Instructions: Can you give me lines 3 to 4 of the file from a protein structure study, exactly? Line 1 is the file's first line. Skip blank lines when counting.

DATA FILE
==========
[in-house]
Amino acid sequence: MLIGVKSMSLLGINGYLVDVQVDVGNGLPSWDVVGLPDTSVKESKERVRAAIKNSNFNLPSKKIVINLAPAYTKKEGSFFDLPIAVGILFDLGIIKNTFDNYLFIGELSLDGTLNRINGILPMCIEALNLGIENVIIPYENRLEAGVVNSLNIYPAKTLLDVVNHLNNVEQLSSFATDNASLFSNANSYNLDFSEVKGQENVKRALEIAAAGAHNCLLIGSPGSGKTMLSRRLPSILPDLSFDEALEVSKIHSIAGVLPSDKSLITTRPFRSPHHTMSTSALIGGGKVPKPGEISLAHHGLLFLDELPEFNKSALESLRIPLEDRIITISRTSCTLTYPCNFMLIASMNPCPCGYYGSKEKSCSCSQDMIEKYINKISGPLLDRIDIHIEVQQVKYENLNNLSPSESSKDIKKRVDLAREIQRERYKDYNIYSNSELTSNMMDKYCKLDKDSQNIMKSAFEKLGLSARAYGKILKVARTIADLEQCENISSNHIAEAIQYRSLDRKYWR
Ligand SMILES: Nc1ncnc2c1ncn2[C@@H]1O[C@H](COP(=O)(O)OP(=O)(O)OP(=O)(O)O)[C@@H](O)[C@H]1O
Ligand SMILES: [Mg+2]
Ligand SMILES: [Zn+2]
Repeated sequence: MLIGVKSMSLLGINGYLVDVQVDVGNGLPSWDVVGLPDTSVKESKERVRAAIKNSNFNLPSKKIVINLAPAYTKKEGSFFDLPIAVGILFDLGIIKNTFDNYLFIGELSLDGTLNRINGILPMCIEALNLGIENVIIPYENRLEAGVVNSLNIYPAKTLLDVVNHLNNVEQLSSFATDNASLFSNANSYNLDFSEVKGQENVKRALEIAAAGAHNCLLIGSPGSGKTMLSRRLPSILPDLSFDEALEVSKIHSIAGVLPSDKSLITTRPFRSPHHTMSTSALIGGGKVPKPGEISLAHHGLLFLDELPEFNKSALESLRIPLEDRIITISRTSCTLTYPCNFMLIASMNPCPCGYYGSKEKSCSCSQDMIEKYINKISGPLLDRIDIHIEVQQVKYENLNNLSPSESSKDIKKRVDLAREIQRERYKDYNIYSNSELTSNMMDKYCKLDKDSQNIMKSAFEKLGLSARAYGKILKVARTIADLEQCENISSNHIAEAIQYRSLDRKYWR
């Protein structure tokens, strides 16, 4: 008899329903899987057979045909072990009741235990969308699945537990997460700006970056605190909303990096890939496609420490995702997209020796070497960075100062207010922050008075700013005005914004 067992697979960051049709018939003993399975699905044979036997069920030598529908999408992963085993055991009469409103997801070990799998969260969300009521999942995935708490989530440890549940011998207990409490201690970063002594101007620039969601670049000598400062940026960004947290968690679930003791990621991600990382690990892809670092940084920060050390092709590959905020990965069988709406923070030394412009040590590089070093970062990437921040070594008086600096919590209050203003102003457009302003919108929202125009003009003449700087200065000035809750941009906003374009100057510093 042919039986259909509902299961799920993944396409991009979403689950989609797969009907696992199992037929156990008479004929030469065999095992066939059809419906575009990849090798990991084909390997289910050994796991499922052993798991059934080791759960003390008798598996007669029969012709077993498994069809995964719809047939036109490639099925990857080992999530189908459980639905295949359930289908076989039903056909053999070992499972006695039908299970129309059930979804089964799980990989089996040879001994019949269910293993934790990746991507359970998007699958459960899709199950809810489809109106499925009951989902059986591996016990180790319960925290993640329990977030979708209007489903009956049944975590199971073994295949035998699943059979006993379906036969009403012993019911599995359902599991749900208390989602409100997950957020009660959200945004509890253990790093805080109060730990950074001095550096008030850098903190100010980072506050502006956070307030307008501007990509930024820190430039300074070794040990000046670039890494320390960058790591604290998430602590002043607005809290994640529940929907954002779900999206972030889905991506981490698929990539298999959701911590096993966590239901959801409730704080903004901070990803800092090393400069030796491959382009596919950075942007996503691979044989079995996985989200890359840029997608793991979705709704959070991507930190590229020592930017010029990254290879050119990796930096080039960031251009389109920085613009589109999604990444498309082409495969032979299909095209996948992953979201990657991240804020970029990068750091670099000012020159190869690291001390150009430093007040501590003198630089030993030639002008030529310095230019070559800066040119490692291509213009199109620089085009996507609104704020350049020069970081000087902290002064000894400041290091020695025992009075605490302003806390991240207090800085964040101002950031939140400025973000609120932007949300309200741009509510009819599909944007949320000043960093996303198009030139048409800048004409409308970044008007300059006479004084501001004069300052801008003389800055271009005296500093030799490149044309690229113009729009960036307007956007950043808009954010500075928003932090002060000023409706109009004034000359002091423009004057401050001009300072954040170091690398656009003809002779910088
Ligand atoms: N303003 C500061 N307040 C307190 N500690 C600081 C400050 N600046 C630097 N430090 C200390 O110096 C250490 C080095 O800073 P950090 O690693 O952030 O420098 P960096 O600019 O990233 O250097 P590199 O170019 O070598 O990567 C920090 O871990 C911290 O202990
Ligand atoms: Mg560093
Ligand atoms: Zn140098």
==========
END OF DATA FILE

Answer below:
Ligand SMILES: Nc1ncnc2c1ncn2[C@@H]1O[C@H](COP(=O)(O)OP(=O)(O)OP(=O)(O)O)[C@@H](O)[C@H]1O
Ligand SMILES: [Mg+2]